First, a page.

Democratic transition and consolidation in Central and Eastern Europe
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EditorsRadu, Bogdan Mihai
PublisherCenter for European Neighborhood Studies
Place of PublicationBudapest
MetadataShow full item record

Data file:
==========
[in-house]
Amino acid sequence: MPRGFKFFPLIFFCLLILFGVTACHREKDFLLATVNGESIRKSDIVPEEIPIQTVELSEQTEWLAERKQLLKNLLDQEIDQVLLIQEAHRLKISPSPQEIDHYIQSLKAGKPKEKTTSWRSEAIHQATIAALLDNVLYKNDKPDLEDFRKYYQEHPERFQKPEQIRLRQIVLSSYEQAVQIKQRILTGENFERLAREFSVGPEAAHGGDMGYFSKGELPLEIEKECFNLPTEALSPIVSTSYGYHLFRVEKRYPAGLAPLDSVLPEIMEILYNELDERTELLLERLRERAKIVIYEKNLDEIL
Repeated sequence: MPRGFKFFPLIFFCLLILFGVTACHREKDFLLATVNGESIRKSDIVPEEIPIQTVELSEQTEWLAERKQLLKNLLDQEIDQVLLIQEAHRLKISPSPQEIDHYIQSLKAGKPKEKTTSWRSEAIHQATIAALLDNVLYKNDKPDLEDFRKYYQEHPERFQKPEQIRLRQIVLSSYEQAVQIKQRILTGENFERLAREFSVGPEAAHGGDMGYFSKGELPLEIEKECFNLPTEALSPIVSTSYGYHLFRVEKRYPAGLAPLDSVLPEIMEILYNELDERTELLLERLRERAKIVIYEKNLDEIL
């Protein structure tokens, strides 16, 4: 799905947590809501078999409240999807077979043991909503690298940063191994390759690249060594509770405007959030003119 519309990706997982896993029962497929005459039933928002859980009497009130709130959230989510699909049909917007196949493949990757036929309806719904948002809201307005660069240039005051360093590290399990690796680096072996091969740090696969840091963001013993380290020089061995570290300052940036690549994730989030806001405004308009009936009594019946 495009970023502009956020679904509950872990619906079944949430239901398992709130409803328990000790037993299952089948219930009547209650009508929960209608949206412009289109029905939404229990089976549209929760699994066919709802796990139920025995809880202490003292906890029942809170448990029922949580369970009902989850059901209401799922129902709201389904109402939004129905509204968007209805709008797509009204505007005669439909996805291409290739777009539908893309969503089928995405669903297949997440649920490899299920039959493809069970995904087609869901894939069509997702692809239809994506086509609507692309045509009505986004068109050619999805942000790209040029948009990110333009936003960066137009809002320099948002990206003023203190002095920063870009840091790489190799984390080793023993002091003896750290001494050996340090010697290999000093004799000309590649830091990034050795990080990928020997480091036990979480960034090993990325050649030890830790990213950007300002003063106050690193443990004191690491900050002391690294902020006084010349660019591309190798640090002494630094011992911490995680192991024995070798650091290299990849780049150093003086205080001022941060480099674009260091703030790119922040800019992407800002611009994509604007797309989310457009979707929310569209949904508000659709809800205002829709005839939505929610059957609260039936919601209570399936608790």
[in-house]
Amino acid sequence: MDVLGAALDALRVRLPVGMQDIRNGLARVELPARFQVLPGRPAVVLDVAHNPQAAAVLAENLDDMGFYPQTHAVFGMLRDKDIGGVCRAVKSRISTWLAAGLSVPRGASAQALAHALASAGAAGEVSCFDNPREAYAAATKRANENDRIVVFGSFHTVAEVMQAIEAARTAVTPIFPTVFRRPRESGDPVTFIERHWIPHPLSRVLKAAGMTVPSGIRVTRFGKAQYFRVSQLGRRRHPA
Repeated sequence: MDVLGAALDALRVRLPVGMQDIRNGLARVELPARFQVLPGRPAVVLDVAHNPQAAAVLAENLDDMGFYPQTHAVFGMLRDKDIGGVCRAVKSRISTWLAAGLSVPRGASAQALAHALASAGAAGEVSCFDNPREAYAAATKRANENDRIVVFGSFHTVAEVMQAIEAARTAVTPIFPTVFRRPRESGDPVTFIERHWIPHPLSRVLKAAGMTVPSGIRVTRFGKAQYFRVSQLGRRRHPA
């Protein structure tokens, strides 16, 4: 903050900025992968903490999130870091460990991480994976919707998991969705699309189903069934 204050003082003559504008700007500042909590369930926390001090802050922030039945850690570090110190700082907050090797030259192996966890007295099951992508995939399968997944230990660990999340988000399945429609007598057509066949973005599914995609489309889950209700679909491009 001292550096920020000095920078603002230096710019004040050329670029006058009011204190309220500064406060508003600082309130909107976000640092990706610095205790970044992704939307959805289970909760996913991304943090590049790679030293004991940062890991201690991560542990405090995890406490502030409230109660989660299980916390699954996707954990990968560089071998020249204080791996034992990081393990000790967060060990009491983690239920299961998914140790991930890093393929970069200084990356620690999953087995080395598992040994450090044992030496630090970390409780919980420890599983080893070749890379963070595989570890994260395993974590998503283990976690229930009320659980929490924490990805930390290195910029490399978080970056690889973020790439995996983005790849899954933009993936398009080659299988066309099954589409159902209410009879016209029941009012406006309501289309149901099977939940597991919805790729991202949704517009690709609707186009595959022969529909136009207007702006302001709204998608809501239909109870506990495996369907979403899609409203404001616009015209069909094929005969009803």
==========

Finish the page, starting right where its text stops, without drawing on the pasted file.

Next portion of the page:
AbstractDemocratization is a complex process that entails both critical choices of new institutions, and the rooting of those institutions in the societal ethos. Much of the literature on democratic transition, consolidation and Europeanization has been dominated by the study of legal and institutional crafting, especially concerning the post-communist and post-Soviet countries of Central and Eastern Europe, where not only political but also economic and social institutions had to be created in the process of the fundamental transformations taking place after 1989. However, the footprint of a healthy democracy cannot be measured only in terms of institutional performance. It has to also include citizens’ attitudes to and engagement with the new institutions, and, in fact, a general change of mentality that reflects their attachment to the new system. It is people’s attachment to democratic values that may keep governments in check and preclude them from slipping toward populist and antidemocratic measures, when the possibility and temptation to reshape democratic institutions arise. This volume, focusing on embedding democratic values through the process of democratic transition in the four Visegrad countries (the Czech Republic, Hungary, Poland and Slovakia) and in Ukraine and Moldova, is the outcome of the project titled “Frontiers of Democracy: Embedding Democratic Values in Moldova and Ukraine” led by the Center for European Neighborhood Studies of the Central European University, and implemented in cooperation with the EUROPEUM Institute for European Policy, the Foreign Policy Association of Moldova, the Institute of Euro-Atlantic Cooperation, the Research Center of the Slovak Foreign Policy Association and the Kosciuszko Institute. Beyond a general overview about how democratic values become rooted in societies during transition and specifically during transition in Central and Eastern Europe, the chapters of this volume discuss youth political participation and socialization, civic education, the role of media in democratization and the development of values such as tolerance and diversity, or transparency and accountability. The book was published with the kind support of the International Visegrad Fund.